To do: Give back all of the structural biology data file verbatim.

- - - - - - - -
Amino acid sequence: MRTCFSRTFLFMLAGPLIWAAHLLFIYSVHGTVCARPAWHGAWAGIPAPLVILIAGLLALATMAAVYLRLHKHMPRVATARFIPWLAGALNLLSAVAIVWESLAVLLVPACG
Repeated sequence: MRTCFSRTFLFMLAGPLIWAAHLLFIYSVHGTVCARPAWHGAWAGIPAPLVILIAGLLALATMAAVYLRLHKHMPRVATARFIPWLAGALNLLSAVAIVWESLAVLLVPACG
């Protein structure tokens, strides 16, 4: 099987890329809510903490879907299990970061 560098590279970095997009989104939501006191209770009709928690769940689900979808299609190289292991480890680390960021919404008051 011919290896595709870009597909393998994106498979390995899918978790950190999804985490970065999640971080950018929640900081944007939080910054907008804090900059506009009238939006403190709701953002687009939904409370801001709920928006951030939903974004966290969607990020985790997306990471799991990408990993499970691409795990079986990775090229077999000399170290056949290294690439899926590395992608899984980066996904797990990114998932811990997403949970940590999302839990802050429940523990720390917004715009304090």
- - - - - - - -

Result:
Amino acid sequence: MRTCFSRTFLFMLAGPLIWAAHLLFIYSVHGTVCARPAWHGAWAGIPAPLVILIAGLLALATMAAVYLRLHKHMPRVATARFIPWLAGALNLLSAVAIVWESLAVLLVPACG
Repeated sequence: MRTCFSRTFLFMLAGPLIWAAHLLFIYSVHGTVCARPAWHGAWAGIPAPLVILIAGLLALATMAAVYLRLHKHMPRVATARFIPWLAGALNLLSAVAIVWESLAVLLVPACG
């Protein structure tokens, strides 16, 4: 099987890329809510903490879907299990970061 560098590279970095997009989104939501006191209770009709928690769940689900979808299609190289292991480890680390960021919404008051 011919290896595709870009597909393998994106498979390995899918978790950190999804985490970065999640971080950018929640900081944007939080910054907008804090900059506009009238939006403190709701953002687009939904409370801001709920928006951030939903974004966290969607990020985790997306990471799991990408990993499970691409795990079986990775090229077999000399170290056949290294690439899926590395992608899984980066996904797990990114998932811990997403949970940590999302839990802050429940523990720390917004715009304090």